Friar Cristóbal Diatristán de Acuña’s (1597-1676 A.D), 17th Century account of his exploration of the Amazon, Nuevo Decurbriemiento Del Gran Rio de Las Amazonas, refers to men from South America with their feet turned backward. (Conzemius, 1932, p168), and is preserved in Brazilian folklore as the Curupira, which expressly uses its backwards feet to confuse hunters and travelers. Variations on this theme are found in the Cipitio of El Salvador, Guatemala, and Honduras (son of a bad mother, who for the crimes of his parent is doomed to walk the earth on backwards feet as an eternal 10-year old).
Often it is a female Curupira who talks to the men. In some places the people believe that there are both sexes; or it might be, they say, the Curupira who has married an old and ugly Indian woman. Of course, she must be old and ugly to help him with all his vicious deeds. The Curupira often has children, according to the locality. In the regions of Teffe, and Fonte Boa on the Solimoes, as the Amazon River is called within the State of Amazonas, the saying goes that the female Curupira has only one eyebrow in the middle of her forehead and that her breasts are placed underneath her arms. They also say that the Curupira lives with his wife in hollow tree-trunks. One of the chief characteristics of this interesting South American spirit is that its feet are placed backwards; which must give the Curupira the appearance of coming when he is really going (Lange, 1914, p427).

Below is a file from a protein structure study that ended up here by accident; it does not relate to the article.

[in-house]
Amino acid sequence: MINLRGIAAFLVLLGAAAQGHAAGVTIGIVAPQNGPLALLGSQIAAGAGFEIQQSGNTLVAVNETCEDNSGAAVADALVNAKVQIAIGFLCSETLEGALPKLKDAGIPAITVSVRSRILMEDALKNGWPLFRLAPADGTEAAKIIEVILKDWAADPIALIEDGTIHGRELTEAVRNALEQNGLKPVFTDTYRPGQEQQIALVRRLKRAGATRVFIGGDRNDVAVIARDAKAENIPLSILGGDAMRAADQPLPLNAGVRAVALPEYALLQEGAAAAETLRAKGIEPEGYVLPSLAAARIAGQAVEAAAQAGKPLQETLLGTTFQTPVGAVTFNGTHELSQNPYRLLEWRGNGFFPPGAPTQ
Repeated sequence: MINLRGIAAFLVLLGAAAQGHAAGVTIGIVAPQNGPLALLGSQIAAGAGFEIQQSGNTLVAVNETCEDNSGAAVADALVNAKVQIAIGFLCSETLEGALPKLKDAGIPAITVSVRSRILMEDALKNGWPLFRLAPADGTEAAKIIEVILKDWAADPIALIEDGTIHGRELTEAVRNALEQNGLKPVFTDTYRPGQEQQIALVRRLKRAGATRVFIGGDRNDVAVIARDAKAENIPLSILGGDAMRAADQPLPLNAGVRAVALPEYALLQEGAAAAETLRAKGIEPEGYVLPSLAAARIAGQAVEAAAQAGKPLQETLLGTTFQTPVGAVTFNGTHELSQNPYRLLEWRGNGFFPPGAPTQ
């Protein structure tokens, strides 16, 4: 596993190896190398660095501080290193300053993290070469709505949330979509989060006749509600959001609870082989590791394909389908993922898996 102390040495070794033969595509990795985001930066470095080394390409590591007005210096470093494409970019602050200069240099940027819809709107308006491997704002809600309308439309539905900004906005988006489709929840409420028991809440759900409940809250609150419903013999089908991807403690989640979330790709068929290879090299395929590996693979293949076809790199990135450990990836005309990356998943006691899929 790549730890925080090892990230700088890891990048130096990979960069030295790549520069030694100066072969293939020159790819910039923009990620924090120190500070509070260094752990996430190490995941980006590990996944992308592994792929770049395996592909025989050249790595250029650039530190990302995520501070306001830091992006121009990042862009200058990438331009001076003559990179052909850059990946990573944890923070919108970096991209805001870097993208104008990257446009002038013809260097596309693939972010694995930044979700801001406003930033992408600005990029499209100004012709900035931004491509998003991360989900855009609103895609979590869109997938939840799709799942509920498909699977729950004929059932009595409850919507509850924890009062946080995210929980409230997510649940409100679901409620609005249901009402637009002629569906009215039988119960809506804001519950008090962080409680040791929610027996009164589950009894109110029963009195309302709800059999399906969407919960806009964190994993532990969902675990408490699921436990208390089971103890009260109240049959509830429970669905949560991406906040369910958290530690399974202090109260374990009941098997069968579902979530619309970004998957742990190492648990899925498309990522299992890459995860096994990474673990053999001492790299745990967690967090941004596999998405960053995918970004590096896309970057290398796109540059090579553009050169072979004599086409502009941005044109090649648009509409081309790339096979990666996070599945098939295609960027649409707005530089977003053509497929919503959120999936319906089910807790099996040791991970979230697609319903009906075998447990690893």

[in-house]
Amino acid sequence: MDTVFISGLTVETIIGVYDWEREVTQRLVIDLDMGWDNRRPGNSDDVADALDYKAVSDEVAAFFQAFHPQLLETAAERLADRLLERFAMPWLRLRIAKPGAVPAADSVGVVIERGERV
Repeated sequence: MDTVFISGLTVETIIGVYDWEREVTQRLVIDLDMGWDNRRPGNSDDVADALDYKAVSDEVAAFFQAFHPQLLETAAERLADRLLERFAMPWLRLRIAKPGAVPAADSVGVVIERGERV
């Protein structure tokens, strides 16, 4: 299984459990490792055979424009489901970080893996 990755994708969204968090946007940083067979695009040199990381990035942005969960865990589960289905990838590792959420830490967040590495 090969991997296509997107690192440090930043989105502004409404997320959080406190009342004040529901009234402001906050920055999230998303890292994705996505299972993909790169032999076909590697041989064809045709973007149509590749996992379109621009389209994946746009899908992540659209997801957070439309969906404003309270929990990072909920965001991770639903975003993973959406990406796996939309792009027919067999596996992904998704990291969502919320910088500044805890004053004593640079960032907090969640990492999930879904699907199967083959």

This list of monsters with backwards feet is seemingly inexhaustible, ranging from stories that Sumatra’s Orang Pendek has its feet inverted, to Trinidad’s Duennes, Madagascar’s Kalonoro, to the mythical dwarves of the Ivory Coast. All employ the same strategy to amuse their friends and confuse their enemies, but we would be remiss if we did not tip our hat to Saint Isidore of Seville’s (560-636 A.D.) Libyan Antipodes, named with remarkable literalness in Greek (anti = opposed, pous=foot), not to mention the re-occurrence of the eight-toed theme.
The Antipodes in Libya have the soles of their feet twisted behind their legs, and eight toes on each foot (Isidore of Seville, Etymologie , XI iii, 24).